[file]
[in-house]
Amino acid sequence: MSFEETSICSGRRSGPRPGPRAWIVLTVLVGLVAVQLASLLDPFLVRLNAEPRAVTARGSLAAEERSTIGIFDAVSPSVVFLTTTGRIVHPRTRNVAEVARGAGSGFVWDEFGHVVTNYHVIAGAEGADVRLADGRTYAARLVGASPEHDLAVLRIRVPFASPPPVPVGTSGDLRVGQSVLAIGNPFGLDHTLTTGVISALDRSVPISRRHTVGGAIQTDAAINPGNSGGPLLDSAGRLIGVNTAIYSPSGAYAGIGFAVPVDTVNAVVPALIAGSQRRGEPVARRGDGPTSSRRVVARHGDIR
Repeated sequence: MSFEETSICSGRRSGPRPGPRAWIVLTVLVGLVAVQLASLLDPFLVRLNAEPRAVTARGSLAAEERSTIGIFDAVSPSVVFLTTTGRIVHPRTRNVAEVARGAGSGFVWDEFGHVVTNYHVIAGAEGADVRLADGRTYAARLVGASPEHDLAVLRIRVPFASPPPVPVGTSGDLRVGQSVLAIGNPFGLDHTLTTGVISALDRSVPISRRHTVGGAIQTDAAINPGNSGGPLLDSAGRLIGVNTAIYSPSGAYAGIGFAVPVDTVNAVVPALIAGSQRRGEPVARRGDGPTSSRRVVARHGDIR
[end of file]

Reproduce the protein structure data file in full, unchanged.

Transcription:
[in-house]
Amino acid sequence: MSFEETSICSGRRSGPRPGPRAWIVLTVLVGLVAVQLASLLDPFLVRLNAEPRAVTARGSLAAEERSTIGIFDAVSPSVVFLTTTGRIVHPRTRNVAEVARGAGSGFVWDEFGHVVTNYHVIAGAEGADVRLADGRTYAARLVGASPEHDLAVLRIRVPFASPPPVPVGTSGDLRVGQSVLAIGNPFGLDHTLTTGVISALDRSVPISRRHTVGGAIQTDAAINPGNSGGPLLDSAGRLIGVNTAIYSPSGAYAGIGFAVPVDTVNAVVPALIAGSQRRGEPVARRGDGPTSSRRVVARHGDIR
Repeated sequence: MSFEETSICSGRRSGPRPGPRAWIVLTVLVGLVAVQLASLLDPFLVRLNAEPRAVTARGSLAAEERSTIGIFDAVSPSVVFLTTTGRIVHPRTRNVAEVARGAGSGFVWDEFGHVVTNYHVIAGAEGADVRLADGRTYAARLVGASPEHDLAVLRIRVPFASPPPVPVGTSGDLRVGQSVLAIGNPFGLDHTLTTGVISALDRSVPISRRHTVGGAIQTDAAINPGNSGGPLLDSAGRLIGVNTAIYSPSGAYAGIGFAVPVDTVNAVVPALIAGSQRRGEPVARRGDGPTSSRRVVARHGDIR